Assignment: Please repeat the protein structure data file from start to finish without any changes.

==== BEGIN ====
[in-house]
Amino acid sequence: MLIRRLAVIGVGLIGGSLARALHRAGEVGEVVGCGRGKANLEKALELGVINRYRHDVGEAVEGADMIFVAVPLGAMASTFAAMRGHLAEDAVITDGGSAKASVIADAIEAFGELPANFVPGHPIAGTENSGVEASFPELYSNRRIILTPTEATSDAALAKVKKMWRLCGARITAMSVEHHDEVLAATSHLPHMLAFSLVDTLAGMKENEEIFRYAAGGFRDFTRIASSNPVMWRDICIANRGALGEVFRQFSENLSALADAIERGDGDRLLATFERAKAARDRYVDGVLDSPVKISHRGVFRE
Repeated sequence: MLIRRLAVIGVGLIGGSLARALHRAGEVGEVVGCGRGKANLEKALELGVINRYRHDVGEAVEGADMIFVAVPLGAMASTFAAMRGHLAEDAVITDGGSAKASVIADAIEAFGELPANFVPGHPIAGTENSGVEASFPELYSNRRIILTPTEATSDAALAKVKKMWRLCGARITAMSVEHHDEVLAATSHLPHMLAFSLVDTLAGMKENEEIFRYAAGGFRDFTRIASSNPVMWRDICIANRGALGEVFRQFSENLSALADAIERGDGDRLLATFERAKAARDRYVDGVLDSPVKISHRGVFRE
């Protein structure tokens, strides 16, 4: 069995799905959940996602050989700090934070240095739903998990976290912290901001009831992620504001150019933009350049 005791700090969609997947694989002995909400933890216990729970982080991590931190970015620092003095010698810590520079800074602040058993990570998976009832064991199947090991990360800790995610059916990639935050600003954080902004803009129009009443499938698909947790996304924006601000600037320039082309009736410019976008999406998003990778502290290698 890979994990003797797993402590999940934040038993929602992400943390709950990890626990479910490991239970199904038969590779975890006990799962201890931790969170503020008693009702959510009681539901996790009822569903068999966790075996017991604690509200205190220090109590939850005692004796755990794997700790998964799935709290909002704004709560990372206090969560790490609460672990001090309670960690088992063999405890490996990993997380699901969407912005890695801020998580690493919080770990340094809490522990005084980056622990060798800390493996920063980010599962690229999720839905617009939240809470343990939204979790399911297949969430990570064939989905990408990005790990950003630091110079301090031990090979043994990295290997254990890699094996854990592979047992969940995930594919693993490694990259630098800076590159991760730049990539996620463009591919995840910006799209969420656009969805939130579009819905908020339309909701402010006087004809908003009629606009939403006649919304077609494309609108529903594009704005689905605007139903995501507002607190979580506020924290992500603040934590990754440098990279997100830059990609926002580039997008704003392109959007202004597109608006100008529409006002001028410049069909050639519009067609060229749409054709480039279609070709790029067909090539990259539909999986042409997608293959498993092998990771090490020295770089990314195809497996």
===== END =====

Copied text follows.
[in-house]
Amino acid sequence: MLIRRLAVIGVGLIGGSLARALHRAGEVGEVVGCGRGKANLEKALELGVINRYRHDVGEAVEGADMIFVAVPLGAMASTFAAMRGHLAEDAVITDGGSAKASVIADAIEAFGELPANFVPGHPIAGTENSGVEASFPELYSNRRIILTPTEATSDAALAKVKKMWRLCGARITAMSVEHHDEVLAATSHLPHMLAFSLVDTLAGMKENEEIFRYAAGGFRDFTRIASSNPVMWRDICIANRGALGEVFRQFSENLSALADAIERGDGDRLLATFERAKAARDRYVDGVLDSPVKISHRGVFRE
Repeated sequence: MLIRRLAVIGVGLIGGSLARALHRAGEVGEVVGCGRGKANLEKALELGVINRYRHDVGEAVEGADMIFVAVPLGAMASTFAAMRGHLAEDAVITDGGSAKASVIADAIEAFGELPANFVPGHPIAGTENSGVEASFPELYSNRRIILTPTEATSDAALAKVKKMWRLCGARITAMSVEHHDEVLAATSHLPHMLAFSLVDTLAGMKENEEIFRYAAGGFRDFTRIASSNPVMWRDICIANRGALGEVFRQFSENLSALADAIERGDGDRLLATFERAKAARDRYVDGVLDSPVKISHRGVFRE
């Protein structure tokens, strides 16, 4: 069995799905959940996602050989700090934070240095739903998990976290912290901001009831992620504001150019933009350049 005791700090969609997947694989002995909400933890216990729970982080991590931190970015620092003095010698810590520079800074602040058993990570998976009832064991199947090991990360800790995610059916990639935050600003954080902004803009129009009443499938698909947790996304924006601000600037320039082309009736410019976008999406998003990778502290290698 890979994990003797797993402590999940934040038993929602992400943390709950990890626990479910490991239970199904038969590779975890006990799962201890931790969170503020008693009702959510009681539901996790009822569903068999966790075996017991604690509200205190220090109590939850005692004796755990794997700790998964799935709290909002704004709560990372206090969560790490609460672990001090309670960690088992063999405890490996990993997380699901969407912005890695801020998580690493919080770990340094809490522990005084980056622990060798800390493996920063980010599962690229999720839905617009939240809470343990939204979790399911297949969430990570064939989905990408990005790990950003630091110079301090031990090979043994990295290997254990890699094996854990592979047992969940995930594919693993490694990259630098800076590159991760730049990539996620463009591919995840910006799209969420656009969805939130579009819905908020339309909701402010006087004809908003009629606009939403006649919304077609494309609108529903594009704005689905605007139903995501507002607190979580506020924290992500603040934590990754440098990279997100830059990609926002580039997008704003392109959007202004597109608006100008529409006002001028410049069909050639519009067609060229749409054709480039279609070709790029067909090539990259539909999986042409997608293959498993092998990771090490020295770089990314195809497996």